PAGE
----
The Gevey language is not a static entity: it is continually developing and evolving, with changes in sounds, words and grammar accumalating with each orbit. These changes occur in different places and between different groups of people unevenly, and as a result a number of dialects have evolved.
Three factors in particular have encouraged the development of dialects:
- geographical spread
- socio-economic circumstances
- peer group exclusivity
Geography has proved to be the main reason for the development of dialects - because of the mountainous nature of the interior of the continent, travel between communities has tended to be limited.
The main differences between geographical dialects have been phonological and lexical. Across the various Gevey dialects, consonant sounds tend to be more conservative than vowel sounds; the changes in the sounds assigned to particular vowels tends to be consistent within a particular dialect across the lexicon, though variations and exceptions can be found in different neighbourhoods and peer groups. Gevey speakers have a strong tendency to write the language as they speak it, which can lead to spelling variation across dialects, though the spoken dialects remain (for the most part) mutually intelligible to all speakers, once they've tuned their ear to the local phonetic idiosyncracies.
Lexical differences are much more obvious; different words will exist for a given object or action in different dialects. While these lexical differences are not numerous, they often occur in very common objects and actions which makes their impact much more noticable.
Linguists agree that there are 10 distinct geographical dialects currently existing in Gevey, though there is of course variation within each recognised dialect and the borders between some of the dialects is debatable. The dialects are (in no particular order):
- Mountain - spoken in particular in the Skaobe Illjixe (Illje) and other mountain areas, considered to be a relic form of the language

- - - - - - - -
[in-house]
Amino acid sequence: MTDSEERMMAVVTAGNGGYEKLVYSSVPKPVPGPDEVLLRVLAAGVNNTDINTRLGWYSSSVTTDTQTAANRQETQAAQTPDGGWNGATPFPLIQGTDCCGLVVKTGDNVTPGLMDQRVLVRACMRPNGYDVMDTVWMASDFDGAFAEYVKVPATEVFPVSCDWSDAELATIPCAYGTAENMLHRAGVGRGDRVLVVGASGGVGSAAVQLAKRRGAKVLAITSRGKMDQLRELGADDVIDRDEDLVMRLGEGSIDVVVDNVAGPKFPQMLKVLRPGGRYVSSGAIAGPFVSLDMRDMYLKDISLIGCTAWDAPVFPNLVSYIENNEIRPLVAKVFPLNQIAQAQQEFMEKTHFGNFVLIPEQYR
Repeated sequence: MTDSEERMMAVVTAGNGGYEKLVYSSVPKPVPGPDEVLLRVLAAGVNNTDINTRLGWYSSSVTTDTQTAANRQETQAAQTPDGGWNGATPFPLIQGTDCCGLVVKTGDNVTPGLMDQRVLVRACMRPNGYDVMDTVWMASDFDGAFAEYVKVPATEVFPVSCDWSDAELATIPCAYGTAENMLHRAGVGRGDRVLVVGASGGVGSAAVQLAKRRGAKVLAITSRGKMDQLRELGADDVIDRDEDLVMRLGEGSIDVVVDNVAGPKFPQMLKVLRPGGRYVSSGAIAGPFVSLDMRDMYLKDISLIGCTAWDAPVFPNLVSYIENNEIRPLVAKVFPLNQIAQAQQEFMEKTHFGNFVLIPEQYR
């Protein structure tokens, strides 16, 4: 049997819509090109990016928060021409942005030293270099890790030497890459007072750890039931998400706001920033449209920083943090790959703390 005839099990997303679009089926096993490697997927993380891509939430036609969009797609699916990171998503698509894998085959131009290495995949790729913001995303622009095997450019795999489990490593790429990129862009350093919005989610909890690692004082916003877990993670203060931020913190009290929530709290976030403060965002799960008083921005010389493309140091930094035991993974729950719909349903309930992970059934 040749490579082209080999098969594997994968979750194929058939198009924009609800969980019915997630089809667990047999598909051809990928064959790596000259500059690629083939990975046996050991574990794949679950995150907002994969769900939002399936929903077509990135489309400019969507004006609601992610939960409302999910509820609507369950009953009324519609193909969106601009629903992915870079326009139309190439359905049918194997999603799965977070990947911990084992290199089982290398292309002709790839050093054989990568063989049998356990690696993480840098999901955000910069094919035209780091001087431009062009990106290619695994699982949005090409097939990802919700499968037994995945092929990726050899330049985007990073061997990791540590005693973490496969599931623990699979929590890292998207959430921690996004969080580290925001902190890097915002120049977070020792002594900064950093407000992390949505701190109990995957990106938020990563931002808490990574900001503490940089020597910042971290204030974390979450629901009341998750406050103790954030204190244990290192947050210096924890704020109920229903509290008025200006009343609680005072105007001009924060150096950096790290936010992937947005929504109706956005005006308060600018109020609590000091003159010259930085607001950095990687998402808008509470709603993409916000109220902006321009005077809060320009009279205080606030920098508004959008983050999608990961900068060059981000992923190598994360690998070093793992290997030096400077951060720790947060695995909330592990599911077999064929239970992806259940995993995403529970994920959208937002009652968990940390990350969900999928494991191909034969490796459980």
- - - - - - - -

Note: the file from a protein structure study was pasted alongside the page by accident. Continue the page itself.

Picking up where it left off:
- Kaus - concentrated in Swaeye and the Frjocmu Kausixu (Meskause)
- Valley - the reference dialect centred on Gevile and the Nauskounu Taetixu (Taete)
- Égos - least similar dialect to the reference, spoken in Tobase and the Frjocmu Égosixu (Tcantane)
- Coastal - spoken across the Tcuesku Smikixu Tcantan and Yaabluc Tcivesen (Tcantane), thought of as a rustic version of the Port dialect
- Plains - used to be more widespread, now seems to be limited to Éqante and the Nausu Simakerjon (TCantane)
- Port - the dialect with the most speakers, concentrated in the cities of Êmadiyase, Pidome and Élfane (though each city claims to have its own dialect), and northwest along the Froutigu and Faru rivers (Tcantane)
- Insular - restricted to Zyuubdju Nevarjon and the Tcuesku Damebon
- Southern - a major dialect centred around the cities of Ziguihe and Trjinkolje (Taete)
The major socio-economic dialect is of course Trade Gevey, which operates a full range of phonemes, a restricted lexicon and a base 8 counting system imported directly from the Istran Society language. The trade dialect is spoken widely across the eastern half of the continent.
Two other major socio-economic dialects can be found throughout the Gevey speaking region: Monastic Gevey and Collegic Gevey, the second being the preferred dialect of skilled professionals such as healers and higher level teachers. It is noticable that when people across the Gevey speaking region become self-consciously aware of how they are speaking (such as in interviews, or reciting poetry) they will begin to pick up attributes of Collegic Gevey - such as the overtrilled 'rh' and dental 't' and 'd'. Monastic Gevey, on the other hand, has little influence over the general population, though everybody can parody the rhythmic cadences of the dialect when required.
Peer group exclusivity
The ways in which different peer groups subtly change the Gevey language to make it their own is seemingly incalculable. But the reason why every peer group distorts the language is to set up a subtle barrier between those included in the group and the rest of the neighbourhood or region. The range of peer groups is also extensive - from family units, through work gangs and trade guilds, to generational cohorts.
Most peer group dialects will be a distortion of the underlying geographical dialect. Phonemic changes are rare, with lexical anomalies being the preferred external markers of the peer group. But grammatical differences also exist. For instance, each peer group will have a preferred word order, with some preferring to front the subject in neutral sentences, others the principal verb and yet others the direct object.